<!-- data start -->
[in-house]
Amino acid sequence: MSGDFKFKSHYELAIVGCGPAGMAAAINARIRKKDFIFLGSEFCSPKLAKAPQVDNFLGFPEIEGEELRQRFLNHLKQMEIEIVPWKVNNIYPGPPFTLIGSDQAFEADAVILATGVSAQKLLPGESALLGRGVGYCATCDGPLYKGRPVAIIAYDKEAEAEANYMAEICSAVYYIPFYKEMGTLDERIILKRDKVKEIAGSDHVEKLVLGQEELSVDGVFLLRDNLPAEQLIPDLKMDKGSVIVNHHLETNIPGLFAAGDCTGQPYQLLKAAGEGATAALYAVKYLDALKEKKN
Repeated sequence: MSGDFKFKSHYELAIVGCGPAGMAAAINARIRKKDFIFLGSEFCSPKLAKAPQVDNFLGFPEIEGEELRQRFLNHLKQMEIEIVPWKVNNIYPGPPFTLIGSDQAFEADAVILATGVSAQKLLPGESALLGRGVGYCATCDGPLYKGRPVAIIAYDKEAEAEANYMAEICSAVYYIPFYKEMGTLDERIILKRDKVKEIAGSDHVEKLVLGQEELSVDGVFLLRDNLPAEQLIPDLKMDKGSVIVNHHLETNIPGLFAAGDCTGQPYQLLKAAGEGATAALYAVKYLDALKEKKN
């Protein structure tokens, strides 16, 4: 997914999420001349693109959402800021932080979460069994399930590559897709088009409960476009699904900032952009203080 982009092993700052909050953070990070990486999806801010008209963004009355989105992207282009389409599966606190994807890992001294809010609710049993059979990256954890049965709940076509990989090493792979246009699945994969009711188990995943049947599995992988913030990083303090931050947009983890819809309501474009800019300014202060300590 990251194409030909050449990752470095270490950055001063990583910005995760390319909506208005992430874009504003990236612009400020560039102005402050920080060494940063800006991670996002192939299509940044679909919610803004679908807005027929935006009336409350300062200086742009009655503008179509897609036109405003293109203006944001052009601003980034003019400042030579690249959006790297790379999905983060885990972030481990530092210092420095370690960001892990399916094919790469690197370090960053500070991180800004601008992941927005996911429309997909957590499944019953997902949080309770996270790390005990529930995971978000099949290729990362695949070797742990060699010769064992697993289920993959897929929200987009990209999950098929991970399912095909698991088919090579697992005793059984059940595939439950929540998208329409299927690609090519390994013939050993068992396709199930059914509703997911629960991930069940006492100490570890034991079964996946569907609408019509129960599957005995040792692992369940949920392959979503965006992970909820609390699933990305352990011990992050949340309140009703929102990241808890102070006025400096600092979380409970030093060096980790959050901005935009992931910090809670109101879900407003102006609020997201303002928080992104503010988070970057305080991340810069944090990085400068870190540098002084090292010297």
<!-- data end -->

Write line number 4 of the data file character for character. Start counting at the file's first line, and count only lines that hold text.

């Protein structure tokens, strides 16, 4: 997914999420001349693109959402800021932080979460069994399930590559897709088009409960476009699904900032952009203080 982009092993700052909050953070990070990486999806801010008209963004009355989105992207282009389409599966606190994807890992001294809010609710049993059979990256954890049965709940076509990989090493792979246009699945994969009711188990995943049947599995992988913030990083303090931050947009983890819809309501474009800019300014202060300590 990251194409030909050449990752470095270490950055001063990583910005995760390319909506208005992430874009504003990236612009400020560039102005402050920080060494940063800006991670996002192939299509940044679909919610803004679908807005027929935006009336409350300062200086742009009655503008179509897609036109405003293109203006944001052009601003980034003019400042030579690249959006790297790379999905983060885990972030481990530092210092420095370690960001892990399916094919790469690197370090960053500070991180800004601008992941927005996911429309997909957590499944019953997902949080309770996270790390005990529930995971978000099949290729990362695949070797742990060699010769064992697993289920993959897929929200987009990209999950098929991970399912095909698991088919090579697992005793059984059940595939439950929540998208329409299927690609090519390994013939050993068992396709199930059914509703997911629960991930069940006492100490570890034991079964996946569907609408019509129960599957005995040792692992369940949920392959979503965006992970909820609390699933990305352990011990992050949340309140009703929102990241808890102070006025400096600092979380409970030093060096980790959050901005935009992931910090809670109101879900407003102006609020997201303002928080992104503010988070970057305080991340810069944090990085400068870190540098002084090292010297």